That Better Thing That God Hath Prepared for Us


That Better Thing That God Hath Prepared for Us

June 25th, 1967 @ 8:15 AM

God having provided some better thing for us, that they without us should not be made perfect.
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Dr. W. A. Criswell 

Hebrews 11:40 

6-25-67     8:15 a.m.  


Now the sermon this morning, I pray God will help me put in your heart what the Lord has placed in mine.  Sometimes for me to think a thing, and what I, in my persuasion, that I see a thing; but for you to see it and for you to think it, is something else.  But out of the years of meditation, and observation, and prayerful inquiry, and reading the Word of God, these things come to my heart, and especially the message of this morning hour.  

The world in which we live is fraught with every fearful possibility.  And sometimes we are unable to suppress the questions that well up in our souls.  Why does God allow so much suffering and sorrow and death and all of the attendant troubles that are a part of national life, state life, personal life?  The world is veritably the poetic "vale of tears."  The earth is veritably a vast cemetery.  And all of us are caught in that inextricable web of pain and suffering and ultimate death.   Now where is God?  And why does God allow such to be, to come to pass, in His presence?  There are definite answers in God’s Book for every one of the exigencies and frustrations that we face in life, and that is the sermon this morning.  

Now I have woven it around a text that is not a text in the sense that I’m going to expound it, but a text in the sense that it says exactly what God purposes for us.  And the words are in the last verse of the eleventh chapter of the Book of Hebrews, "God having provided some better thing for us" [Hebrews 11:40].  That is the ending of an eloquent description of the suffering of God’s saints in the world.  They had trial of cruel mockings and scourgings, of bonds and imprisonments.  They were stoned, they were sawn asunder, they were tempted; they were slain with the sword.  They wandered about in sheepskins and goat skins, being destitute, afflicted, tormented; of whom the world was not worthy.  They wandered in deserts and in mountains and in dens and caves of the earth.  Then the last verse of the chapter, "God having provided some better thing for us" [Hebrews 11:36-38, 40]. 

Now I have chosen three things, three permissive providences of God in the beginning, and then I have chosen three in the consummation.  Now the first one: why did God create Satan?  And why did God allow Satan to destroy His glorious universe?  If God is sovereign and omniscient,He would not be God if He is not sovereign.  He would not be God if He did not know everything far in the future as future lies.  Therefore, God knew Lucifer and what was in his heart.  And when God created him God knew what he would do.  Why did God create Lucifer, Satan, in the first place?  

Now I believe, I believe very much, that the first chapter in Genesis, "In the beginning God created the heaven and the earth" [Genesis 1:1].  I believe that God made that creation perfect.  To me, it is inconceivable that what God did would not be perfect.  If God did it, it had to be perfect because God could not be imperfect.  Therefore, when the Book says that God created the heaven and the earth, there were no deserts, there were no burned-out stars, there were no barren and sterile planets.  The whole creation was beautiful and glorious.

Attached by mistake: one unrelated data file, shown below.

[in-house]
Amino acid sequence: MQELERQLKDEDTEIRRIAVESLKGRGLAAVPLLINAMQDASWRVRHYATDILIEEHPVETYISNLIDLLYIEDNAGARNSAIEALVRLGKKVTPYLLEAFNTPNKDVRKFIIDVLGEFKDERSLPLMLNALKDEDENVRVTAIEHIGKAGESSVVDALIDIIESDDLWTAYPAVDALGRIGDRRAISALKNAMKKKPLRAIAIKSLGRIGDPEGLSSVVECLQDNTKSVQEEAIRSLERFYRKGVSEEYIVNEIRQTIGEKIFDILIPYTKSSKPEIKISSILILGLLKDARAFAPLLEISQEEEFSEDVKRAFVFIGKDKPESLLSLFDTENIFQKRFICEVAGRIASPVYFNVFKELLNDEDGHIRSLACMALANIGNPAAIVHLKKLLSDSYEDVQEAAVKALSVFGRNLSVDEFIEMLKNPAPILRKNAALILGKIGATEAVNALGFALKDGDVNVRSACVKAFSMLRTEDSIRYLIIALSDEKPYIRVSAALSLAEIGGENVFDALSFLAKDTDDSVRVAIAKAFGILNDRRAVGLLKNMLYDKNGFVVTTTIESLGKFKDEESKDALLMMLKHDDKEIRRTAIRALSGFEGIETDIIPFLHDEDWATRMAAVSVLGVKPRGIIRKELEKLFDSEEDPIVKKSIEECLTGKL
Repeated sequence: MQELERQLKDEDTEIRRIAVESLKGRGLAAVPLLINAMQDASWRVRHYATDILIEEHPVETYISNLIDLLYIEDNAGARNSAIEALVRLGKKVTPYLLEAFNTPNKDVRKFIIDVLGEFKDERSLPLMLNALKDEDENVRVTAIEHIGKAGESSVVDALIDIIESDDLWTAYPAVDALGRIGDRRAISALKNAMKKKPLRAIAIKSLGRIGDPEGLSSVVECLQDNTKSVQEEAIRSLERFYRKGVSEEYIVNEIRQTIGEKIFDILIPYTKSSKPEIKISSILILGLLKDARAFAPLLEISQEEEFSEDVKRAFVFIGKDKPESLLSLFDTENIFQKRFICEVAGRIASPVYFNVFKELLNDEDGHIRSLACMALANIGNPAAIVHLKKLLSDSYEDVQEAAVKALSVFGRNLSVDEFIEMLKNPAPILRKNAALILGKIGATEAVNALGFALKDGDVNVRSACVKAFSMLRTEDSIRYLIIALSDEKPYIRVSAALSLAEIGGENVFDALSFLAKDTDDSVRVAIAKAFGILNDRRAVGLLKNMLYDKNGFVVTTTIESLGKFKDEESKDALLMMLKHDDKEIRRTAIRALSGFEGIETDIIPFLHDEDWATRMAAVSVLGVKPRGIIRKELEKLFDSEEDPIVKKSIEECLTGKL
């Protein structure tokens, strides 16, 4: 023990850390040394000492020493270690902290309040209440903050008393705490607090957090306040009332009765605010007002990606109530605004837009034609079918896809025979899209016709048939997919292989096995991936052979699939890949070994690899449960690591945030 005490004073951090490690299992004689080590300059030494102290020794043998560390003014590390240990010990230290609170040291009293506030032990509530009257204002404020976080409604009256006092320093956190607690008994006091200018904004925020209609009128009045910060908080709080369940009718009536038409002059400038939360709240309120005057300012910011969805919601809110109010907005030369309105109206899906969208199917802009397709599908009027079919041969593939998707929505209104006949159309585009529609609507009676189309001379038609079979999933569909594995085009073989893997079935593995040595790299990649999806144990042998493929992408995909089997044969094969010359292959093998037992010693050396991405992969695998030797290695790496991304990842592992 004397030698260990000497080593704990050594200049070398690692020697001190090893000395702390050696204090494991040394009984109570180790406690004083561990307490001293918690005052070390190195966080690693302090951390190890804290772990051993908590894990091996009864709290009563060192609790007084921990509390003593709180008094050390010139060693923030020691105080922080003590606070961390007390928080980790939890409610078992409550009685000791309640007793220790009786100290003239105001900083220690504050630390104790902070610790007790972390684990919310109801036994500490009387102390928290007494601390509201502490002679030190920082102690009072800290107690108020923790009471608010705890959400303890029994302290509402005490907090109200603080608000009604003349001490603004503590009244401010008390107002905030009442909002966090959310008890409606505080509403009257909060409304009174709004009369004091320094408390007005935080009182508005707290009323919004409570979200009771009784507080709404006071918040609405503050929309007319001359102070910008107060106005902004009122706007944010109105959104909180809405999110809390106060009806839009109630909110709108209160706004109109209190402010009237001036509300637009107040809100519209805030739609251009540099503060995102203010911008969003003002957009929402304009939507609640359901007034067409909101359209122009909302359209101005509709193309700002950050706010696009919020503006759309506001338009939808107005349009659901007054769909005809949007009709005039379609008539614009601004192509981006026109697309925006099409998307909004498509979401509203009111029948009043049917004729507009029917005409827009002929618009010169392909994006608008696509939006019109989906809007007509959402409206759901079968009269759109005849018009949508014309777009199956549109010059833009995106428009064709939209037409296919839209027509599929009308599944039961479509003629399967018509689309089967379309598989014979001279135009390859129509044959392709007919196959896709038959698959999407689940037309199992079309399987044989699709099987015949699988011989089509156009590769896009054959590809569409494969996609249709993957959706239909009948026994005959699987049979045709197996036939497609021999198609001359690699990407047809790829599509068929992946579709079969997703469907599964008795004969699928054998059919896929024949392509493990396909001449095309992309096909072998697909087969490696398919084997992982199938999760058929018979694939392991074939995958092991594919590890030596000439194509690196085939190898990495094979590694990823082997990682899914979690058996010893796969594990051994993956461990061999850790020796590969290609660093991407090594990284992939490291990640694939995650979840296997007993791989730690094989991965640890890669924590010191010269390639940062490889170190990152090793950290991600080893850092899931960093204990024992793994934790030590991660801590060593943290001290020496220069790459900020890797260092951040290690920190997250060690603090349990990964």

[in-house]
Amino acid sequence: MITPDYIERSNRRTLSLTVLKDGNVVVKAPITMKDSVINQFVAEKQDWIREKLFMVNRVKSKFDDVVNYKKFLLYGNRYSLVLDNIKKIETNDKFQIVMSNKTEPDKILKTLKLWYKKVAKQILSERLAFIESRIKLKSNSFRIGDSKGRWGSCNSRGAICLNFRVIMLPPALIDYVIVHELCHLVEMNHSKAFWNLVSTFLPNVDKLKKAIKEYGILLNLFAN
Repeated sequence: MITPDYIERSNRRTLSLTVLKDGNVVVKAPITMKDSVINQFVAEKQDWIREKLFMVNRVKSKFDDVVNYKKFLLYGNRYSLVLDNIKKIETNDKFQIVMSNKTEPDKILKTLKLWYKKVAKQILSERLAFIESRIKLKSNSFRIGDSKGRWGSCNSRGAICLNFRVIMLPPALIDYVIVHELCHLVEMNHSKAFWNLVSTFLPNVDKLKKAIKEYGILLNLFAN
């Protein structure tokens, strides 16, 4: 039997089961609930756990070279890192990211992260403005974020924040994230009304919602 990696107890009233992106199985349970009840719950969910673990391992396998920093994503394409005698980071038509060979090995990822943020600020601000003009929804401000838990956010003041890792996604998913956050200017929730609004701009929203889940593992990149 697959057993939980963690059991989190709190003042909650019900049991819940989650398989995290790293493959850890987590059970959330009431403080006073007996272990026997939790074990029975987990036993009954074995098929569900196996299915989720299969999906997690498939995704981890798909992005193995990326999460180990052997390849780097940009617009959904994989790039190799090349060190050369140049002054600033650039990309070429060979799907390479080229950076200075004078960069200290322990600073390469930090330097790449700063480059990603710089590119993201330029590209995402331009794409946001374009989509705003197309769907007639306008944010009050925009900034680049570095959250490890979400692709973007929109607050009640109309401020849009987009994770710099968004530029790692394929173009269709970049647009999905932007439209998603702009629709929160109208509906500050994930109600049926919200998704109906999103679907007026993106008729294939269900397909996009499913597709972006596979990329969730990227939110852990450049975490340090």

Now, I believe the second verse is the result of the entrance of sin, the result of the fall of Lucifer [Ezekiel 28:14-19].  "And the earth became without form and void; and darkness was upon the face of the deep.  And the Spirit of God moved upon the face of the waters" [Genesis 1:2].  And then follows the recreation in the garden of Eden of which we will speak next [Genesis 2:8-15].

I think God created the world perfect.  I think sin was found in Lucifer, in the great archangel, the cherub that covereth, that walked in the stones of fire, all which is described minutely in the prophets.  I think Satan fell, and with him one-third of all of the angelic hosts that God created [Revelation 12:3-4].  And when sin entered this universe and when Satan fell [Ezekiel 28:14-19], God’s whole universe became darkened and formless and waste [Genesis 1:2]. 

Now, why should God have permitted such a catastrophe?  And why did God create Lucifer in the first place?  Now the words of my text, "God having provided some better thing for us" [Hebrews 11:40].  God did not create Lucifer, nor did God permit Lucifer to fall, nor did God look upon the destruction of His universe in order that we might lose; but in order that we might gain.  And in the twenty-first chapter of the Apocalypse, the first verse of that chapter 21 that continues through chapter 22, the first verse begins like this:


And I saw a new heaven and a new earth: for the old first heaven and the old first earth were passed away . . .

And I John saw the heavenly city, the Holy City, New Jerusalem, coming down from God out of heaven, prepared as a bride for her husband. 

And He that sat upon the throne did I hear say, Look, behold, I make all things new. 

[Revelation 21:1-2, 5]